The report entitled ‘Finding a Place’ was compiled by Western Australia’s Equal Opportunity Commission over two years.
At the launch of the 268-page document, the state’s Equal Opportunity Commissioner Yvonne Henderson said problems of massive overcrowding and substandard housing were rife in indigenous communities.
Researchers heard complaints against Homewest, such as the department insisting on sending letters to inform Aboriginal tenants of concerns despite widespread illiteracy, and overcrowding, which could increase the risk of sexual abuse of children.
Greg Joyce, Homewest’s director general, responded to the report’s conclusions saying: “It casts a racial slur over the 400 people who work on our front line.”
“The report’s (165) recommendations demonstrate poor research and lack of consultation,” Mr Joyce added.
Western Australia’s Housing Minister Nick Griffiths spoke up in support of Mr Joyce and Homewest, saying that at least 40 percent of the report’s recommendations are already in place, while others conflict with current policy.
“Some I find constructive, while others fly in the face of current thinking – that of an acceptance of mutual obligation and shared responsibility between governments and relevant stakeholders,” Mr Griffith said in a statement.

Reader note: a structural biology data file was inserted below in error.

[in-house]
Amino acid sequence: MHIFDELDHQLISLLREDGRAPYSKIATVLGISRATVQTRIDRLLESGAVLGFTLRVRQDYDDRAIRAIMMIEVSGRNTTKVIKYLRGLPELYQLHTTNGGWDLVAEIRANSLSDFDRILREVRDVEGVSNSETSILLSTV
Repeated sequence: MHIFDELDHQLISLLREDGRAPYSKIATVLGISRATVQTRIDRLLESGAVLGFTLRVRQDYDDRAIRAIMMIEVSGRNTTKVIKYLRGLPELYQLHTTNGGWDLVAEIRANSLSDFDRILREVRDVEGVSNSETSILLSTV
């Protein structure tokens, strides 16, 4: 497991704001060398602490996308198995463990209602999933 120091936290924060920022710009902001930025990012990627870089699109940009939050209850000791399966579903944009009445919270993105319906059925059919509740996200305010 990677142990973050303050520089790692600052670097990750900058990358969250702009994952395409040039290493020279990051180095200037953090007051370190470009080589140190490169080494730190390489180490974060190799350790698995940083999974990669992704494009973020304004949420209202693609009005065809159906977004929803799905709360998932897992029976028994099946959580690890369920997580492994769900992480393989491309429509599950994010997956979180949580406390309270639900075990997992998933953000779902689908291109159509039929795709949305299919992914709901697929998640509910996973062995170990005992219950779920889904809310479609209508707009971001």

“In return for subsidised housing, tenants have an obligation to be cooperative and helpful in their behaviour,” Mr Griffiths said, adding that Homewest targets anti-social behaviour and does not discriminate base on race.
According to Mr Joyce, indigenous clients have accumulated up to seven times more arrears, six times more damage and twice the amount of maintenance expenditure than non-indigenous clients.
‘Finding a Place’ has called for compulsory anti-racism training to be given to housing officers, as well as a reform of equal opportunity laws and a complete review of Homewest policies.